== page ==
Product-oriented activities may not allow children to learn about the possibilities of the material, however with proper consideration of what is developmentally appropriate, an occasional product-oriented activity is okay. When making decisions about using process-oriented or product-oriented experiences, you should think about your learning goals and objectives. Consider an art activity that incorporates every child’s handprint to form a larger design. While the over-arching activity is primarily product based, the experience can still be enriching through the materials offered, vocabulary used, and sensory experiences that are created. While planning, remember that children vary in their abilities based on their developmental continuum and are exploring what materials do. An infant will likely mouth a crayon to learn about it. What purpose does this experience serve? In the child’s quest to understand, they discover how to hold the crayon. Through continued exploration supported by adults and often modeled by their peers, they see it will leave a mark on paper. An understanding of cause and effect is forming. Suddenly the young child has begun to experiment in creating their mark on the world. This process of learning is key to the child’s successful skill development.

Meeting the Needs of All Learners

Each infant and toddler develops and approaches creative experiences differently. Some children might have difficulties accessing creative experiences. For example, a toddler may be unable to reach or stand for prolonged periods of time. A child with visual or hearing impairments may have trouble viewing a work of art or listening to a piece of music. An infant who is easily over-stimulated might not enjoy sensory experiences. You must be prepared to meet infants and toddlers where they are and make appropriate creative experiences a priority for all children. Here are some guidelines to keep in mind when it comes to supporting all learners:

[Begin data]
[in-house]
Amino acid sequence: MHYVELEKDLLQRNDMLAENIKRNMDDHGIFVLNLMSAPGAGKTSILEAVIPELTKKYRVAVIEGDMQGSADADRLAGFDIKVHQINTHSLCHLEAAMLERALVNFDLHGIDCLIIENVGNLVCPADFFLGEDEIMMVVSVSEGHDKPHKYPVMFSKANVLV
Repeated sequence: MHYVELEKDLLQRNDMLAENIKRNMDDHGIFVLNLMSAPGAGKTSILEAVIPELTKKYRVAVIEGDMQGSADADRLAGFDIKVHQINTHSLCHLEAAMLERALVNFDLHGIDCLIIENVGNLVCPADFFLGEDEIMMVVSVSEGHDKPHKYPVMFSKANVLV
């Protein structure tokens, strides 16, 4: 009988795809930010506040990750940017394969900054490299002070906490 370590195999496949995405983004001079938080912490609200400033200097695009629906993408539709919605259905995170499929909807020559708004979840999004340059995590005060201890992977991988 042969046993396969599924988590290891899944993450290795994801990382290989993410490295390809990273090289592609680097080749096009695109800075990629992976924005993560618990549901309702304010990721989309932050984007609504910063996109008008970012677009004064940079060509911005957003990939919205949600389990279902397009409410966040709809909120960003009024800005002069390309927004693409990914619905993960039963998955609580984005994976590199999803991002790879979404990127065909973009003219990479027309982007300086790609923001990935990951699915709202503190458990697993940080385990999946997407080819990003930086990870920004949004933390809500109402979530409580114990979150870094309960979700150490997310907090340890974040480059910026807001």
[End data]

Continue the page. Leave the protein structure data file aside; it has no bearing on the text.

• Art and creative experiences should always be a choice, and there should be no wrong answers. Each infant and toddler encounters experiences in his or her own way and at his or her own pace.
  • Do not let children with disabilities or differences be a barrier to participation. You should create adaptations that allow each infant and toddler in your care to participate fully and successfully.
  • Scaffold creative experiences for infants and toddlers who need support. Although creative experiences are often open-ended, it is OK for adults to provide some help when needed. You could use a picture schedule to help an individual child begin an activity (i.e., put on smock, pick up brush, dip in paint, and create). You may use a variety of supports such as peer support, adult support, or environmental modifications to help children be successful (Sandall & Schwartz, 2008).

Encouraging Creativity During Daily Routines

During the early years, caregivers should focus on interacting sensitively and skillfully to support and enhance infants’ and toddlers’ natural curiosity and creativity and there are many ways you, as a caregiver, can encourage these throughout the day. The following table highlights ways you can encourage creativity during daily routines:

Daily Routines

Encouraging Creativity Examples

Hellos and goodbyes

  • Songs and music: "Shall we sing our hello song together now that all our friends are here?"
  • Prompt creative thinking while reading a book: "I wonder why the baby is crying?"

Diapering and toileting

  • Generate ideas: "You lifted your legs so that I could get your diaper off. That is a helpful idea!"
  • Songs and music: Sing songs for children during diaper changing and toileting.
  • Respond to an infants' movement: "You have been looking at that colorful mobile the whole time I have been changing your diaper. Now you are kicking your feet! I think you really enjoy looking at the mobile."

Feeding and eating

  • Exploration of foods: Offer foods that can be eaten using hands and fingers as well as foods that can be eaten using utensils.
  • Respond to a toddler’s needs to help them try different ways to solve problems: “You moved your cup closer to the pitcher, and it looks like you are wanting to pour the milk. This pitcher can feel heavy. May I help you?”

Curiosity and exploration: "That jello is very slippery!"

Sleeping and resting

  • Songs and music: “You seem quiet and are sucking your thumb. It is earlier than your normal naptime, but I think you are tired. Let’s go rock together and I will softly sing your favorite song.”
  • Rhymes and individual expression: While rocking an infant or toddler, share a rhyme in a soothing voice, or gently touch their fingers while reciting "This Little Piggy."